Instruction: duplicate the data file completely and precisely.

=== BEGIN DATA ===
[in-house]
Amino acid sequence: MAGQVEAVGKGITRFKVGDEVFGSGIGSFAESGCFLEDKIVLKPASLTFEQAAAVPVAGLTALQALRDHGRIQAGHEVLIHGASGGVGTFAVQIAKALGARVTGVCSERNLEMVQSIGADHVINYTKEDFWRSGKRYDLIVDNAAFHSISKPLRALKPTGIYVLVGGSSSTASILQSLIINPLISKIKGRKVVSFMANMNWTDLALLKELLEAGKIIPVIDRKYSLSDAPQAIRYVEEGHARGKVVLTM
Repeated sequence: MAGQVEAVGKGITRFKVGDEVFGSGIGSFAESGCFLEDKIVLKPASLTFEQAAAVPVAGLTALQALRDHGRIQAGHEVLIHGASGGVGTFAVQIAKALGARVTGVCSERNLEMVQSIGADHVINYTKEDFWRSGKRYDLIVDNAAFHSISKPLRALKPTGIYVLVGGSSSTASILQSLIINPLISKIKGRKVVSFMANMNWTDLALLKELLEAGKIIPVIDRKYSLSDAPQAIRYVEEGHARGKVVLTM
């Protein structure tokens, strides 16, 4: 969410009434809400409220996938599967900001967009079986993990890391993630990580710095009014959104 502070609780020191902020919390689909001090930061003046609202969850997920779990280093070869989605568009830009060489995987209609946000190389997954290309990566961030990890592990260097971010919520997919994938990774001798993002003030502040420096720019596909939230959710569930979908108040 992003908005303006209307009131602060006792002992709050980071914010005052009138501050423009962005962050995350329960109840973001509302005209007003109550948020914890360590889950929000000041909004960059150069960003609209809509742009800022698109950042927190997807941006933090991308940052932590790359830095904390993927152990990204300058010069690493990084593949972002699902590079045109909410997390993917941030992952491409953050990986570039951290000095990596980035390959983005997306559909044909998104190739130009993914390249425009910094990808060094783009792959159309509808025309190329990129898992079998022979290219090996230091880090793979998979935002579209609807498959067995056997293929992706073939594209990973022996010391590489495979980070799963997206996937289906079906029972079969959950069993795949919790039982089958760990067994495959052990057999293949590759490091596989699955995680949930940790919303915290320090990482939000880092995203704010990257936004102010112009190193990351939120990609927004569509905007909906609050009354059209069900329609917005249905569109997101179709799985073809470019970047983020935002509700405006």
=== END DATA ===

[in-house]
Amino acid sequence: MAGQVEAVGKGITRFKVGDEVFGSGIGSFAESGCFLEDKIVLKPASLTFEQAAAVPVAGLTALQALRDHGRIQAGHEVLIHGASGGVGTFAVQIAKALGARVTGVCSERNLEMVQSIGADHVINYTKEDFWRSGKRYDLIVDNAAFHSISKPLRALKPTGIYVLVGGSSSTASILQSLIINPLISKIKGRKVVSFMANMNWTDLALLKELLEAGKIIPVIDRKYSLSDAPQAIRYVEEGHARGKVVLTM
Repeated sequence: MAGQVEAVGKGITRFKVGDEVFGSGIGSFAESGCFLEDKIVLKPASLTFEQAAAVPVAGLTALQALRDHGRIQAGHEVLIHGASGGVGTFAVQIAKALGARVTGVCSERNLEMVQSIGADHVINYTKEDFWRSGKRYDLIVDNAAFHSISKPLRALKPTGIYVLVGGSSSTASILQSLIINPLISKIKGRKVVSFMANMNWTDLALLKELLEAGKIIPVIDRKYSLSDAPQAIRYVEEGHARGKVVLTM
């Protein structure tokens, strides 16, 4: 969410009434809400409220996938599967900001967009079986993990890391993630990580710095009014959104 502070609780020191902020919390689909001090930061003046609202969850997920779990280093070869989605568009830009060489995987209609946000190389997954290309990566961030990890592990260097971010919520997919994938990774001798993002003030502040420096720019596909939230959710569930979908108040 992003908005303006209307009131602060006792002992709050980071914010005052009138501050423009962005962050995350329960109840973001509302005209007003109550948020914890360590889950929000000041909004960059150069960003609209809509742009800022698109950042927190997807941006933090991308940052932590790359830095904390993927152990990204300058010069690493990084593949972002699902590079045109909410997390993917941030992952491409953050990986570039951290000095990596980035390959983005997306559909044909998104190739130009993914390249425009910094990808060094783009792959159309509808025309190329990129898992079998022979290219090996230091880090793979998979935002579209609807498959067995056997293929992706073939594209990973022996010391590489495979980070799963997206996937289906079906029972079969959950069993795949919790039982089958760990067994495959052990057999293949590759490091596989699955995680949930940790919303915290320090990482939000880092995203704010990257936004102010112009190193990351939120990609927004569509905007909906609050009354059209069900329609917005249905569109997101179709799985073809470019970047983020935002509700405006």